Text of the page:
04. Patterns and Actions print

In the previous lesson, we looked at records & fields, and saw how AWK is able to parse and manipulate them. While learning this, you may have noticed that each action performed is enclosed within braces, which then applies to all records.


But what if we just wanted to apply actions to lines that matched a specific pattern? We can do this by preceding actions by a regular expression pattern.

/pattern/ { action }     // Action is applied only those records that match pattern 
/pattern/                // Print all lines matching /pattern/
{ action }               // Apply actions on all lines

This allows us to select which lines to apply our actions to. If you do not specify a pattern, then the action is applied to all lines. On the other hand, if there is no action, then all lines with the specified pattern are printed out.


Actions tell AWK how to process a specific record or part of its fields. Let's look at the print action, as it's the most basic thing you can do with a record.


When print is called, it will print out the record with an output record separator (ORS), the default of which is a newline character. In the following example, all record will be printed. We have already seen how we can specify the entire record (with $0) and the specific field n ($n) with the dollar symbol.

$ echo ' uno dos tres ' | gawk -F' ' '{ print $0 }'
uno dos tres
# Default is to print the record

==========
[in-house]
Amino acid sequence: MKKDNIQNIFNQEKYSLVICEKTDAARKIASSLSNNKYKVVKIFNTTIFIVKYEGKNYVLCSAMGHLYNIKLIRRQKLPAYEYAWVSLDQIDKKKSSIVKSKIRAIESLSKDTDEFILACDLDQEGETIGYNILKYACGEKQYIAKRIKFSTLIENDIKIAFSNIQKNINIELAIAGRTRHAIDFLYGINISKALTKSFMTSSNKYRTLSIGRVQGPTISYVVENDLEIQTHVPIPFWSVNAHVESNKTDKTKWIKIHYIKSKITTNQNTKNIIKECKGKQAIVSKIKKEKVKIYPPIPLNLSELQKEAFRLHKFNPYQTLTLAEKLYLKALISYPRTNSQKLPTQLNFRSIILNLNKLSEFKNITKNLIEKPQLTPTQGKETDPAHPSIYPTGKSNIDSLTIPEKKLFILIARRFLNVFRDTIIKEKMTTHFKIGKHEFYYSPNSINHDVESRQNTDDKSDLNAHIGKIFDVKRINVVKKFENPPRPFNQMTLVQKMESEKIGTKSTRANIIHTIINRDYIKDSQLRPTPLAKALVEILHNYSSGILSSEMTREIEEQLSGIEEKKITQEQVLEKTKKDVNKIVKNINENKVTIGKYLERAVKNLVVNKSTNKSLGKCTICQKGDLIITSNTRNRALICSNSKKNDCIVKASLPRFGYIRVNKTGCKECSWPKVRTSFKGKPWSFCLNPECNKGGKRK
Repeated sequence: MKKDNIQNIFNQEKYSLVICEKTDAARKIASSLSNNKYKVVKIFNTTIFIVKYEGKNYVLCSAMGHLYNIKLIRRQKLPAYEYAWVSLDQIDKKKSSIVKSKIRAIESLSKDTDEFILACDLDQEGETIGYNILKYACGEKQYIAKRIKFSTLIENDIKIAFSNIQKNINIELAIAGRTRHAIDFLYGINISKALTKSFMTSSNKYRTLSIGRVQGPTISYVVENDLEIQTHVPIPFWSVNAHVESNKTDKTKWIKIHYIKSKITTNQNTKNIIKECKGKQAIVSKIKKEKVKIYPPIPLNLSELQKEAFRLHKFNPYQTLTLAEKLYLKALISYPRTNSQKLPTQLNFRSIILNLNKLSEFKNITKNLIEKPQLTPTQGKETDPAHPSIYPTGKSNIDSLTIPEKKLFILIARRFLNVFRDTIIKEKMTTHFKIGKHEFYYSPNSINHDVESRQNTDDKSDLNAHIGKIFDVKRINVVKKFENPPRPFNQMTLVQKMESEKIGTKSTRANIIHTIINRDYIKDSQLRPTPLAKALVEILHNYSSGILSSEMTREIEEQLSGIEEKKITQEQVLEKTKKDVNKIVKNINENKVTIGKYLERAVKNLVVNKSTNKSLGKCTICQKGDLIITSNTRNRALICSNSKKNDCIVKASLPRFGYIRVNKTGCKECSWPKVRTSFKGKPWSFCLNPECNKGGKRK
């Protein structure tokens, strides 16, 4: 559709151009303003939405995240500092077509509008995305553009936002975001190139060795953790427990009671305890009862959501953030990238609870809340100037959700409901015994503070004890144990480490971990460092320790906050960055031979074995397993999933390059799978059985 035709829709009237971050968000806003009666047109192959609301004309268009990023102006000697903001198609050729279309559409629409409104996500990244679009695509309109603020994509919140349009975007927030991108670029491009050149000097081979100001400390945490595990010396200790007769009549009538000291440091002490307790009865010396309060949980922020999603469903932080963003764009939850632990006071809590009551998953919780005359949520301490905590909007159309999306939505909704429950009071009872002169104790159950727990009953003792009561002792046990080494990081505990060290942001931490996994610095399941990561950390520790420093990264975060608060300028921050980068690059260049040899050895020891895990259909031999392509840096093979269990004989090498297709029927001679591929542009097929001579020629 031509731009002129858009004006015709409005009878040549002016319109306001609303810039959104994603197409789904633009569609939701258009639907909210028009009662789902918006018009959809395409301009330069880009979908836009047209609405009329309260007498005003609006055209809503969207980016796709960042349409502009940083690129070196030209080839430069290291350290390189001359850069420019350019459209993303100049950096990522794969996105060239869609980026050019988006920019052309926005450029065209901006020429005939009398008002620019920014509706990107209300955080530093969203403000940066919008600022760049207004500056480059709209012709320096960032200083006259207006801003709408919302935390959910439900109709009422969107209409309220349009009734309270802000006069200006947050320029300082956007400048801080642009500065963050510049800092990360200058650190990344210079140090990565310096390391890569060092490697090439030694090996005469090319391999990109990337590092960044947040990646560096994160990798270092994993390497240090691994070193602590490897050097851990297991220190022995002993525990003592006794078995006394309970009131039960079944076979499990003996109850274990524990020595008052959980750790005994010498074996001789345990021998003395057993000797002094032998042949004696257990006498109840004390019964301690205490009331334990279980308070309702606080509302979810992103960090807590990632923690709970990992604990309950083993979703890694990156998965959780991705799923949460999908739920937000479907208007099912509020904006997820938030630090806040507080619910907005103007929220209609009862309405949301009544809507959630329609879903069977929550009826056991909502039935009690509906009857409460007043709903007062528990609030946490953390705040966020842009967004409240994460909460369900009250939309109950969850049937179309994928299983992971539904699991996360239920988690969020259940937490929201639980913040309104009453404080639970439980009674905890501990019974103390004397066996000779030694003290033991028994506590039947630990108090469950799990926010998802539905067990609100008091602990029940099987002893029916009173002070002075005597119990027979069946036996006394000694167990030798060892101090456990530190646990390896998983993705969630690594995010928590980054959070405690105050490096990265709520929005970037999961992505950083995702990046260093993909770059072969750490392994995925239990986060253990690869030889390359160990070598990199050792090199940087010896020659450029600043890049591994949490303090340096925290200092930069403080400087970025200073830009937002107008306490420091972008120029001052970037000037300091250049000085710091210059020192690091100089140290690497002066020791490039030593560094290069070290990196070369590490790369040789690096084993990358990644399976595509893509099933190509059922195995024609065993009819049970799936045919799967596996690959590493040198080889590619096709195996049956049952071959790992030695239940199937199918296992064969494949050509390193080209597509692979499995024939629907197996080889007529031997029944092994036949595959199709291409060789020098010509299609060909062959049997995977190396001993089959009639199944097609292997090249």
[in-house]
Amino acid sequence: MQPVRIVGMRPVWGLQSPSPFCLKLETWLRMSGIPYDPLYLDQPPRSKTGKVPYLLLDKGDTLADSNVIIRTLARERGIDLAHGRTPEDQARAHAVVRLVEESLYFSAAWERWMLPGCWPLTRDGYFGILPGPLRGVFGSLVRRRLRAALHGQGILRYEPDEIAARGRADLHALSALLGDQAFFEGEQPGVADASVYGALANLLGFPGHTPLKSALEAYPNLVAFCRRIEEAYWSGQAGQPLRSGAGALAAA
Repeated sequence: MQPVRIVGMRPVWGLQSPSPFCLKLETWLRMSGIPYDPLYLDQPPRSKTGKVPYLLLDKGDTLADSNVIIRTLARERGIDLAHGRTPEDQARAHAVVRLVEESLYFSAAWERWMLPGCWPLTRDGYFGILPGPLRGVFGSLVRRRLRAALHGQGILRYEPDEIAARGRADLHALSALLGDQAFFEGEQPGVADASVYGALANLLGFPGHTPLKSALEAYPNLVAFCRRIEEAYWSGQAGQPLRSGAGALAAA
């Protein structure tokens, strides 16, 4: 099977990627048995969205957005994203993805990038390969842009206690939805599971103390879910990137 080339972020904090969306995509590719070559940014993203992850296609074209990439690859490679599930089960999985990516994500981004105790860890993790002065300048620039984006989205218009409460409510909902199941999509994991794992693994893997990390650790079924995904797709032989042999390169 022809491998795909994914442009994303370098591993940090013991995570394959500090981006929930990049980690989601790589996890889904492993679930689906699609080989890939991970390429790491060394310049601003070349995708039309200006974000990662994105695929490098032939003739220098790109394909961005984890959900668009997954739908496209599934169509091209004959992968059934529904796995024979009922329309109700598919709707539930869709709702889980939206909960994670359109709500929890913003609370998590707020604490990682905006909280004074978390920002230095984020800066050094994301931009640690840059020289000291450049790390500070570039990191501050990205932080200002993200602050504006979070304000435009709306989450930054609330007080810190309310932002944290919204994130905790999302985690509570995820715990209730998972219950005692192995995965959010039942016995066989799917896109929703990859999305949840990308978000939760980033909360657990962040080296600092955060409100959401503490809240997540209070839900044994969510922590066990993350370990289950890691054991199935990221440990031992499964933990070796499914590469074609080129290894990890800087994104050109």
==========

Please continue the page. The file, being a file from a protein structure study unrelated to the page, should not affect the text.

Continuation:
$ echo ' uno dos tres ' | gawk -F' ' '{ print }'
 uno dos tres
# Print a specific field only
$ echo ' uno dos tres ' | gawk -F' ' '{ print $2 }'

Printing by pattern

Now we can follow a certain pattern and print only those that match. For this example, we'll use grades.txt, which is a file containing grade reports of five students.

$ gawk '$6 ~ /B/ { print $0 }' grades.txt
Vern    Wynne  85     78     93     B
Ingram  Dannie 84     85     94     B+
Johnnie Adair  78     94     87     B
# Print last name, first name for students with a B
$ awk '/B/ {print $2 "\t" $1}' grades.txt 
Wynne Vern
Dannie  Ingram
Adair Johnnie

Here, we can use the ~ to select those that match field #6.

That's all for now...

This was just part 1 of our Awk series. If you're interested in learning more, please follow us on Twitter or Like us on Facebook for our next update!

Aching back from coding all day?

Acupressure Mat & Pillow

Aching back from coding all day? Try Back Problems

Relieve your stress, back, neck and sciatic pain through 1,782 acupuncture points for immediate neck pain relief. Made for lower, upper and mid chronic back pain treatment, and improves circulation, sleep, digestion and quality of life.

$$ Check price
144.87144.87Amazon 4.5 logo(1,890+ reviews)

More Back Problems resources

Take your Linux skills to the next level!

How Linux Works

Take your Linux skills to the next level! Try Linux & UNIX

In this completely revised second edition of the perennial best seller How Linux Works, author Brian Ward makes the concepts behind Linux internals accessible to anyone curious about the inner workings of the operating system. Inside, you'll find the kind of knowledge that normally comes from years of experience doing things the hard way.

$ Check price
39.9539.95Amazon 5 logo(114+ reviews)

More Linux & UNIX resources